How we cite our quotes:
THE NOTE TAKER. Oh yes. Quite a fat one. This is an age of upstarts. Men begin in Kentish Town with 80 pounds a year, and end in Park Lane with a hundred thousand. They want to drop Kentish Town; but they give themselves away every time they open their mouths. Now I can teach them— (1.120)
Moving up in society can require a complete transformation; money, it seems, can't buy everything.
The flower girl enters in state. She has a hat with three ostrich feathers, orange, sky-blue, and red. She has a nearly clean apron, and the shoddy coat has been tidied a little. The pathos of this deplorable figure, with its innocent vanity and consequential air, touches Pickering, who has already straightened himself in the presence of Mrs. Pearce. (2.21)
What seems like an honest attempt at "looking respectable" to Eliza seems merely pitiful to Pickering. Not all transformations are successful, and sometimes the failure to change can be more affecting than success.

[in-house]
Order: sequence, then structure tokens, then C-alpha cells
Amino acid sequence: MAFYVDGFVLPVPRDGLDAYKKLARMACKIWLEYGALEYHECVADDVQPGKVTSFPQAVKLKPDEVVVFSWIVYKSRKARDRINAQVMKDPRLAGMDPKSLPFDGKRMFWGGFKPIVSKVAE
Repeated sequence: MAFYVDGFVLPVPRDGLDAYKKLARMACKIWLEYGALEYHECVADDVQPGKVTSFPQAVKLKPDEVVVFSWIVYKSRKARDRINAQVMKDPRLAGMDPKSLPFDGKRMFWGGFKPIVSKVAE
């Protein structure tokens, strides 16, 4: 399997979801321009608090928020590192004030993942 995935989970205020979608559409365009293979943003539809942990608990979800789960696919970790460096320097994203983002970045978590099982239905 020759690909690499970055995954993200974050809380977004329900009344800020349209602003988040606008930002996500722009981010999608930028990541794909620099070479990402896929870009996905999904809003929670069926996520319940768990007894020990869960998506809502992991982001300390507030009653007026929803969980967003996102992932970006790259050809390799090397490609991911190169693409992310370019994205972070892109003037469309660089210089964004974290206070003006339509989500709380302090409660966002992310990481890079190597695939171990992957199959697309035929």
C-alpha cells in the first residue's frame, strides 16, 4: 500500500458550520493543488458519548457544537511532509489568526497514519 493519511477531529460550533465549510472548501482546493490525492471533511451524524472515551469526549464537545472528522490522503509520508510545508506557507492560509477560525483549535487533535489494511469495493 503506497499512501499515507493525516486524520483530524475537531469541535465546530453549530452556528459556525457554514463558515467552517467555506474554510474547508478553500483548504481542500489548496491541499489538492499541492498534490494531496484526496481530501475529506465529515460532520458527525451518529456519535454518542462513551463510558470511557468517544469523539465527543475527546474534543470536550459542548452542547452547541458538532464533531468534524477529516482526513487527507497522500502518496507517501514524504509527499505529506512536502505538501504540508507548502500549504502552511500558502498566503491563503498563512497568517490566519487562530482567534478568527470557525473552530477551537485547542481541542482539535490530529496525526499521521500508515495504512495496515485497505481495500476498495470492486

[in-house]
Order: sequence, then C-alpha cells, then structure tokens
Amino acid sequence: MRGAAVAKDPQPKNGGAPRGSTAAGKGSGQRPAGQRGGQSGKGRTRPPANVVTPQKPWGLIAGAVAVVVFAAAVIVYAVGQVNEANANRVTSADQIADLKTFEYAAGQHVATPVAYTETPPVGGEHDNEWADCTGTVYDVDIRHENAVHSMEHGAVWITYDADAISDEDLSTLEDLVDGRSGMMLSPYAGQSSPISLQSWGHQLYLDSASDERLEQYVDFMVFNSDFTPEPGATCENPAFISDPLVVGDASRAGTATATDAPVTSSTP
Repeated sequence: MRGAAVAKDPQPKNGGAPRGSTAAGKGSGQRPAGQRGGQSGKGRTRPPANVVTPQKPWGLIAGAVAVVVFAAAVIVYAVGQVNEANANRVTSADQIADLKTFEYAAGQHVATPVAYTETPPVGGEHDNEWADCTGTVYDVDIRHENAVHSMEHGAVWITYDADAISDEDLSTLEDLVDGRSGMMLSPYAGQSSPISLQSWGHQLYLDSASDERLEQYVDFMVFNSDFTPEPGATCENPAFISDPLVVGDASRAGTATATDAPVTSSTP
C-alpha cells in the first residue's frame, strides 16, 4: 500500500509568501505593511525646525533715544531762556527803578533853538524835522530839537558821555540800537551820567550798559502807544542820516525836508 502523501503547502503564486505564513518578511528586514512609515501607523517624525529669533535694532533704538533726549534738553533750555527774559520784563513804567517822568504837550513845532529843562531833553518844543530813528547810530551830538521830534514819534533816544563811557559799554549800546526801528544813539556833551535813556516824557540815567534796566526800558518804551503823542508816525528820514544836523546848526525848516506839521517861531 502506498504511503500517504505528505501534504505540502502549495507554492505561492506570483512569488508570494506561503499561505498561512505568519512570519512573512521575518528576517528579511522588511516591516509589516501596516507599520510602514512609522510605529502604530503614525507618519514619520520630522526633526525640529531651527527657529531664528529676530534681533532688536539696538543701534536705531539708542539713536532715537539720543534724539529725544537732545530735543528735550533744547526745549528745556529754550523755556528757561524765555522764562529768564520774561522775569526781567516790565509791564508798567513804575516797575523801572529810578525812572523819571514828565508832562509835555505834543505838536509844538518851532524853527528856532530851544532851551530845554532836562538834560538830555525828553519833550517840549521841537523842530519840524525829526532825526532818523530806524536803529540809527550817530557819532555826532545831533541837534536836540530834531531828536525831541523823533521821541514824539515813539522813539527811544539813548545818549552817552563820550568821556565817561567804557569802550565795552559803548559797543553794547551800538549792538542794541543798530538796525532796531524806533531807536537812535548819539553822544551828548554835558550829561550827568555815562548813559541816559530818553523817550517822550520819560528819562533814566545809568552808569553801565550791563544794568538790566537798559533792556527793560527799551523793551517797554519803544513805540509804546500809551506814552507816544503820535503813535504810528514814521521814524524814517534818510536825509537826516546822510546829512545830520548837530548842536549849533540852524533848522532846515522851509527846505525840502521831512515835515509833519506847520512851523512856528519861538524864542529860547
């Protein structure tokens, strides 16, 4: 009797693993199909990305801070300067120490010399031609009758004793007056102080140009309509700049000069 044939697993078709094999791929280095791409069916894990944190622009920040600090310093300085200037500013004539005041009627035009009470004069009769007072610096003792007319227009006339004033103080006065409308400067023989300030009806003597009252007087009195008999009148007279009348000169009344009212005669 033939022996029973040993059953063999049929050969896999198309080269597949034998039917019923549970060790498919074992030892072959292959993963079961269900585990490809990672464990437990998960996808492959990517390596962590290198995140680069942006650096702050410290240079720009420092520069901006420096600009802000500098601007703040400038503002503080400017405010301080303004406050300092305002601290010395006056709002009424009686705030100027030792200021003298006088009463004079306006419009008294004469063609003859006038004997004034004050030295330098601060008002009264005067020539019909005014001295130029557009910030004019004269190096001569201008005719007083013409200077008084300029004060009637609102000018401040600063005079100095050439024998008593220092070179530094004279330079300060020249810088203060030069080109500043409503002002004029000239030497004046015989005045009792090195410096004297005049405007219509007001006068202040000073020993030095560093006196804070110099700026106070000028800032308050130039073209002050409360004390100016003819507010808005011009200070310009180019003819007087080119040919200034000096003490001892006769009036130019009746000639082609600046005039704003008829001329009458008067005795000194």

[[Doolittle] hurries to the door, anxious to get away with his booty. When he opens it he is confronted with a dainty and exquisitely clean young Japanese lady in a simple blue cotton kimono printed cunningly with small white jasmine blossoms. Mrs. Pearce is with her. He gets out of her way deferentially and apologizes]. Beg pardon, miss.
THE JAPANESE LADY. Garn! Don't you know your own daughter? (2.289-290)
Given the right circumstances, even the most superficial adjustment can lead to a profound and surprising change.